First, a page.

While the Dáil’s failure to legislate and clarify the meaning of “substantial risk to the life of the mother” is unfortunate, concentrating on this alone would be missing the wood for the trees. The nub of the issue is the overriding influence of religious dogma in the formulation of the Eighth Amendment and its popular interpretation. Both the genesis of the Amendment, subsequent to a political campaign to prevent a judicial decision permitting abortion in certain circumstances in Ireland as happened in the United States with Roe v. Wade, (410 U.S. 113 [1973]) and the alleged statement of a hospital official in response to the Halappanavars’ request to abort the child, that Ireland is a Catholic country, demonstrate the pervasiveness of religious belief in the Constitution and its interpretation. For the Irish Constitution to foist the burden of a provision that is seemingly derived from religious dogma on a person who does not share the same belief, and many more like her, demonstrates a fundamental lack of respect for alternative religious beliefs. It also fundamentally defeats the purpose of a constitutional document as a counter-majoritarian check and balance on the predilections of the popular majority. When the Constitution itself fails to distinguish itself from ordinary parliamentary legislation in this regard, is based on religious belief that is discriminatory, not universally accepted and leaves no room for rational argument, it requires urgent reform. If this were not reason enough, the provision seems oddly anachronistic in a country, where according to a study commissioned in 2004 by the Crisis Pregnancy Agency, a governmental body, 90 per cent of women support some degree of choice in the question of abortion and a majority of women have found supporting family and friends when they have decided to abort.

Needless to say, Savita’s poignant response to being told that Ireland is a Catholic country thereby denying her request of aborting the child, that she is “neither Irish, nor Catholic” has stoked passions in India of a fellow citizen having been maltreated in an alien state. Beneath the rhetoric that accompanies such passions lies a real point: religious dogma passing for constitutional law governing non co-religionists is perceived to be disrespectful. This is not to suggest that laws deriving ostensibly from religion are either a phenomenon unique to Catholicism, or limited to abortion, but that any such law in any country irrespective of how well-founded in religion it may be, is anathema in vibrant democratic states based on equal respect for all.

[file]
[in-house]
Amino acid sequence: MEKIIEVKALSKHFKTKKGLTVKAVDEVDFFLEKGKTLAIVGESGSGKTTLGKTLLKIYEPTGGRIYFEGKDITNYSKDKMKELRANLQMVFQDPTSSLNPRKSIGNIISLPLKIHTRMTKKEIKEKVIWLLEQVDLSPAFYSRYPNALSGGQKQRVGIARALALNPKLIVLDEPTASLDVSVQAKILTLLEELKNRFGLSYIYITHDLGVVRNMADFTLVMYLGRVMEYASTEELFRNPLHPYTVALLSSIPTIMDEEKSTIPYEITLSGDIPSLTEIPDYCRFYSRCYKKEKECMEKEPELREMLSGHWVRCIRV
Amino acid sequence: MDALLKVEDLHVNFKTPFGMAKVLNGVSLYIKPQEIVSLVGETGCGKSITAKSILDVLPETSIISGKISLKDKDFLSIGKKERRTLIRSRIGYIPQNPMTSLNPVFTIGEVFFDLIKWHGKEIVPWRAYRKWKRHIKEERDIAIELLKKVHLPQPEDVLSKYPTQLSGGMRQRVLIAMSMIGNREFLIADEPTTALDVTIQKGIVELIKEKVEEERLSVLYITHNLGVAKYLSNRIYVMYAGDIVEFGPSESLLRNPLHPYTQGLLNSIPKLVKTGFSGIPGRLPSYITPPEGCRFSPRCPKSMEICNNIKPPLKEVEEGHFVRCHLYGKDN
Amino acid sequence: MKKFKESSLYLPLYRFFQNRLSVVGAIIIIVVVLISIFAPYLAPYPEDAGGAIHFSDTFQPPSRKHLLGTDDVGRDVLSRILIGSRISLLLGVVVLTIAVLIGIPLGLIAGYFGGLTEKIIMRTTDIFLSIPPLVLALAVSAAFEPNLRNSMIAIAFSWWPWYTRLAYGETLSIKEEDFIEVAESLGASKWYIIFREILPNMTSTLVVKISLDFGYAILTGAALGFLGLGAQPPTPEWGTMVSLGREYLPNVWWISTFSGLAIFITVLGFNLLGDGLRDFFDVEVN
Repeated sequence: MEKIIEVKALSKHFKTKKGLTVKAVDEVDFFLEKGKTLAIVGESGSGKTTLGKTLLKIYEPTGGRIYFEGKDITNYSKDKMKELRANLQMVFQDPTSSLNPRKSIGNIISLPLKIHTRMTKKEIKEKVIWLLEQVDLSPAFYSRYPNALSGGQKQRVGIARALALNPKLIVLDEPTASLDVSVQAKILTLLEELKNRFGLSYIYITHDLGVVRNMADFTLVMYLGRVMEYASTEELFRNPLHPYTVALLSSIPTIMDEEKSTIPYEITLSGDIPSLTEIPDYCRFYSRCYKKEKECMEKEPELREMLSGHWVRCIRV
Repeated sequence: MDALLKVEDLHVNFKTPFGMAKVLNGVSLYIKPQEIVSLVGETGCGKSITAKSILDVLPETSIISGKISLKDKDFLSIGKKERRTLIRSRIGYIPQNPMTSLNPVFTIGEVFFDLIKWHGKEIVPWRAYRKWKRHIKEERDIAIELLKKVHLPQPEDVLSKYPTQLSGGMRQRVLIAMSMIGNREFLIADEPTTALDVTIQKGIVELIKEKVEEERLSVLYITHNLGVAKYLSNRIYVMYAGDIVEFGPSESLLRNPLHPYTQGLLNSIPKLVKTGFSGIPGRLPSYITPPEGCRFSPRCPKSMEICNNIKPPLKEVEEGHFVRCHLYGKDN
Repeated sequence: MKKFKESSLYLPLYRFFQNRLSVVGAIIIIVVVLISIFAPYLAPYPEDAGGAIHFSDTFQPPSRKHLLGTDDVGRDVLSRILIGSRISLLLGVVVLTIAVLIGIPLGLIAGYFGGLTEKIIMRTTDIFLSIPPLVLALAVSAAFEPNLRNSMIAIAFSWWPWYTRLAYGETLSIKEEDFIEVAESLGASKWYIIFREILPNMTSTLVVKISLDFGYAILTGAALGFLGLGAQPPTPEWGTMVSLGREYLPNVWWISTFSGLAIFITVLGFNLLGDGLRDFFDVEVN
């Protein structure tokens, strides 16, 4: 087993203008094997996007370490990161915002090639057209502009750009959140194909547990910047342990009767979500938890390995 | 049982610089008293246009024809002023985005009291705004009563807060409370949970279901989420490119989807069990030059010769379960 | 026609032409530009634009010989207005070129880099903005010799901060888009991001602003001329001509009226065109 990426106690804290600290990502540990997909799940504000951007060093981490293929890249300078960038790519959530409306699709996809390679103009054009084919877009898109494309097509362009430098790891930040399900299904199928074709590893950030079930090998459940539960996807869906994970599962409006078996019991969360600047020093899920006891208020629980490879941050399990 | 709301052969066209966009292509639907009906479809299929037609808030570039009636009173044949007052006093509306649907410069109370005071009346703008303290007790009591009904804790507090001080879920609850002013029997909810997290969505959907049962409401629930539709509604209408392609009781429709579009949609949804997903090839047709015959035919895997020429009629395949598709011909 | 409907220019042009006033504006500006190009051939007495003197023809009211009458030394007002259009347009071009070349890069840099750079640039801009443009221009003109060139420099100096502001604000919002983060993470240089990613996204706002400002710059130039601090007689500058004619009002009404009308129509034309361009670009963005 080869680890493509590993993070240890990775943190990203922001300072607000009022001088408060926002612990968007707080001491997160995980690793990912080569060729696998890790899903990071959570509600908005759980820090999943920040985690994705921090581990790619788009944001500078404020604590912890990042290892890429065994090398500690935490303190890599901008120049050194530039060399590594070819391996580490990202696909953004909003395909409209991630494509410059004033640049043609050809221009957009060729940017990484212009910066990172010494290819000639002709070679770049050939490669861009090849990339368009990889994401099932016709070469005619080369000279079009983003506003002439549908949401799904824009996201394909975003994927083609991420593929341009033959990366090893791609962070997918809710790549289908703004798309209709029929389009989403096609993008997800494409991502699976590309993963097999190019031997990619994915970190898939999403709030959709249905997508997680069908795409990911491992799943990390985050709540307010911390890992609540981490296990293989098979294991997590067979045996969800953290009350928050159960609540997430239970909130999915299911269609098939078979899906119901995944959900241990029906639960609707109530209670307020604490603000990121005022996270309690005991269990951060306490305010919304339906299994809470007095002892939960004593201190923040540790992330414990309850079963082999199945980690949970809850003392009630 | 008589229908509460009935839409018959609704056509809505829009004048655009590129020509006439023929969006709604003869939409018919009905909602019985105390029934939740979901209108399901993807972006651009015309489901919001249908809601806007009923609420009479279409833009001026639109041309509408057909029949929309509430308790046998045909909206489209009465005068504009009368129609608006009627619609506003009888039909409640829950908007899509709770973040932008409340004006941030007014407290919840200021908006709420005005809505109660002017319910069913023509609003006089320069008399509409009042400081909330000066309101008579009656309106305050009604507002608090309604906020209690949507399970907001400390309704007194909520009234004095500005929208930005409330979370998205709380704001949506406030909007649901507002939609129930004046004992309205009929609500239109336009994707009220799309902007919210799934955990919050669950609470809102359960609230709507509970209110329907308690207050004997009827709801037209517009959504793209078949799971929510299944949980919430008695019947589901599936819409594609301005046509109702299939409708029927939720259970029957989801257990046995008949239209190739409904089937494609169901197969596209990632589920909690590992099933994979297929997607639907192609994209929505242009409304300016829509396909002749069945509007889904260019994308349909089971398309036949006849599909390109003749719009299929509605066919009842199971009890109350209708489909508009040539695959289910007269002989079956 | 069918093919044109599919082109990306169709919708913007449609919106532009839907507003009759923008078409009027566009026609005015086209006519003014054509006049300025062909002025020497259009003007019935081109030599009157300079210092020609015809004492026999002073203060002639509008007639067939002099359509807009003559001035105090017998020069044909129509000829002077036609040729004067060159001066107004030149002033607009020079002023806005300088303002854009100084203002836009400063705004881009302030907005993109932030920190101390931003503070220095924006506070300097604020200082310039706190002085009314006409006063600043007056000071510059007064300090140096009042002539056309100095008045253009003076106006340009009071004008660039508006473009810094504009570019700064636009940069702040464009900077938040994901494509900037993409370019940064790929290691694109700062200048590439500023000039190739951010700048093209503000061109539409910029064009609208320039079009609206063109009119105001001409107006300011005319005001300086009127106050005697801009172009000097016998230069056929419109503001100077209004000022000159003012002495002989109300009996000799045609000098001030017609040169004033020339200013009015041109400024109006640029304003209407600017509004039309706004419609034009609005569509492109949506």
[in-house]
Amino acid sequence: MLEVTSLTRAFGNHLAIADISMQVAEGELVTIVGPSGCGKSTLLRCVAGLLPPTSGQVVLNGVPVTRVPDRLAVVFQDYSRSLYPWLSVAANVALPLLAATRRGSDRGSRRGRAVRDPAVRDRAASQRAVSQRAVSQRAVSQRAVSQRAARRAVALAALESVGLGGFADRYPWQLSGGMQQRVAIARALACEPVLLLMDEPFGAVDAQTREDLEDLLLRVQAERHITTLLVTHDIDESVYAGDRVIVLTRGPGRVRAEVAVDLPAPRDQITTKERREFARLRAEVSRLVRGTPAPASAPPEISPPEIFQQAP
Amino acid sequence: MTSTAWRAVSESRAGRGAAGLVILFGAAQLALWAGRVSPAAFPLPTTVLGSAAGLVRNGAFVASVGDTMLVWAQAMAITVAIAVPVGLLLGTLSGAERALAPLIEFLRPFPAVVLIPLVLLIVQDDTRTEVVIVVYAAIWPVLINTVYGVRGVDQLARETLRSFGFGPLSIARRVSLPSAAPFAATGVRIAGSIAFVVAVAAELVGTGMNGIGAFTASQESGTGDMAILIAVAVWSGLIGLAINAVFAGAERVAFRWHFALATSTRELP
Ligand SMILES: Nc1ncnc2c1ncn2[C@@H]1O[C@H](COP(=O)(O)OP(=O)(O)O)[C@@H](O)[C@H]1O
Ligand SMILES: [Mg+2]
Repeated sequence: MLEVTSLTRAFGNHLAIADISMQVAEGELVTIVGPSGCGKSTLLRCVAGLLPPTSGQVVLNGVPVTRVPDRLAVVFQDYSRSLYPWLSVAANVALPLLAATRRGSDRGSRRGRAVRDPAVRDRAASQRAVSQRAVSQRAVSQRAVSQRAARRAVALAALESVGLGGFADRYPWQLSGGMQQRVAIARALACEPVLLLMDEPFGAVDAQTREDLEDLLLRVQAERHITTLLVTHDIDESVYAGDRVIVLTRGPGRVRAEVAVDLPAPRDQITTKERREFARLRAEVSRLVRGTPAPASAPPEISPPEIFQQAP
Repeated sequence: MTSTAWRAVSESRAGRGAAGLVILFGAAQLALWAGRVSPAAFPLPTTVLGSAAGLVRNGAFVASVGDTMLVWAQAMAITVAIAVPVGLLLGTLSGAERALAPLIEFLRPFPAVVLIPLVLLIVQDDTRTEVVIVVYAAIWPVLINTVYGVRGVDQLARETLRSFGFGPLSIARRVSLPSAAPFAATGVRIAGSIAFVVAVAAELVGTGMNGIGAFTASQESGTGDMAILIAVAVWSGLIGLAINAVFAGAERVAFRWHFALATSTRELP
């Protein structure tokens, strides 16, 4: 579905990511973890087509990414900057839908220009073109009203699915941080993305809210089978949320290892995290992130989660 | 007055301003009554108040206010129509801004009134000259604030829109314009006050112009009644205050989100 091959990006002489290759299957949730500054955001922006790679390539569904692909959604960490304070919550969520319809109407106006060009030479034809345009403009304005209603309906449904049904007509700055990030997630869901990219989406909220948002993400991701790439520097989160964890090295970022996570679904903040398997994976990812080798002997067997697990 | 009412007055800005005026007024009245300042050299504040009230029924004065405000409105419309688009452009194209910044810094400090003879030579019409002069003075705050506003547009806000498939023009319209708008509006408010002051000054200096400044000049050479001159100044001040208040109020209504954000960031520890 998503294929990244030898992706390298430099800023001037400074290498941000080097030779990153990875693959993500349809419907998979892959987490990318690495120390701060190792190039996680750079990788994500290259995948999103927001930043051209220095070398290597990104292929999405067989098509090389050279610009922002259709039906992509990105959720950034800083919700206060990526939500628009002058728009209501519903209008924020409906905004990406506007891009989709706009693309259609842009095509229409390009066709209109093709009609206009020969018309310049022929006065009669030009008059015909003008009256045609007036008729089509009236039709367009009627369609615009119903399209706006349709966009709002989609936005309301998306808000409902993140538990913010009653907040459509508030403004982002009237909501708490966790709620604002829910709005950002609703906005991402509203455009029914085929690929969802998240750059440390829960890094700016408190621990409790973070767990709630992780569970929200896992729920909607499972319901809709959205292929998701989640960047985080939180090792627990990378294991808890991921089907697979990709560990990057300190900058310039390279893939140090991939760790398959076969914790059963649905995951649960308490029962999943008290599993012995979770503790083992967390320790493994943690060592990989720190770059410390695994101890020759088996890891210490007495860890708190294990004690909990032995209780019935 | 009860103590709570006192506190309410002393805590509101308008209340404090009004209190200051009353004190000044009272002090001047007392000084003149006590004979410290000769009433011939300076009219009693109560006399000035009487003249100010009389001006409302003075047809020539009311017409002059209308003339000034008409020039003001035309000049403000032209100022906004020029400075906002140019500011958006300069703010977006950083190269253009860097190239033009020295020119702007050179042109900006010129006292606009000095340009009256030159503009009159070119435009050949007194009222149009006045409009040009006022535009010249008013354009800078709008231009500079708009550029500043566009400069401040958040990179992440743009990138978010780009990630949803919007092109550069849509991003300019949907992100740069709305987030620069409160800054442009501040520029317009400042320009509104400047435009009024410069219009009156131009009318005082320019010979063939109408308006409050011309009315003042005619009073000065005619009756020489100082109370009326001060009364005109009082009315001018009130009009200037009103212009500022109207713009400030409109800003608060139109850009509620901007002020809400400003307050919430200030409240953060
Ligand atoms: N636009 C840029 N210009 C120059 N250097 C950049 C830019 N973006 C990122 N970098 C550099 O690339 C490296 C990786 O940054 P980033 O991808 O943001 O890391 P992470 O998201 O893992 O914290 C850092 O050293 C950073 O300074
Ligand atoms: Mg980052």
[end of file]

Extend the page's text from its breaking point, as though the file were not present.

A final problem of legal provisions derived from religious viewpoints is the problem of reconciliation with other similar legal provisions. In the Irish Constitution, by Article 41, the State recognises the “Family” as “a moral institution possessing inalienable and imprescriptible rights” which the State guarantees to protect. Central to the Family, by the Constitution’s own admission is the woman. How is the state’s guarantee of protection of the Family as a fundamental unit of society, a view unambiguously based on natural law, to be reconciled with recognising the right to life of an unborn whom the woman does not choose to have? This is a fundamental conflict that is internal to religion and resolved by an appropriate religious diktat. But by placing such provisions in the Constitution, such conflicts are left to judges to resolve, resulting in the usage of legal techniques of reconciliation, which are fundamentally unsuited for the purpose. It also means that they apply, quite counter-intuitively to situations such as Savita’s, a woman who was delighted at the prospect of starting a Family, rather than attempting to terminate a genuinely unwanted pregnancy.

Justice and reform

In death, Savita Halappanavar deserves justice. Specifically, the probe into her death by the Irish authorities must be fair and independent, and must make its findings publicly available. Based on the findings, legal action against the relevant doctors for medical negligence either for failing to detect a substantial risk to Savita’s life necessitating abortion, or for negligently allowing septicaemia to develop, may be considered. At the same time, a concerted movement to reform Irish abortion law, making the choice of the woman the default position in abortion decisions or at the very least considering the health of the mother as the most relevant factor in deciding whether to abort, must be launched. The Irish people have twice showed their determination in this regard in the past, refusing to rollback the hard won fruits of the decision of the Supreme Court in the X case. It is time for a third such movement, in Savita’s name, lest death do us and Savita part. The Irish people, and all of us, owe her at least this much.

(Arghya Sengupta is a stipendiary lecturer in administrative law at Pembroke College, University of Oxford.)

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Printable version | Sep 16, 2021 10:11:32 AM | https://www.thehindu.com/opinion/lead/lest-death-do-us-part/article4108879.ece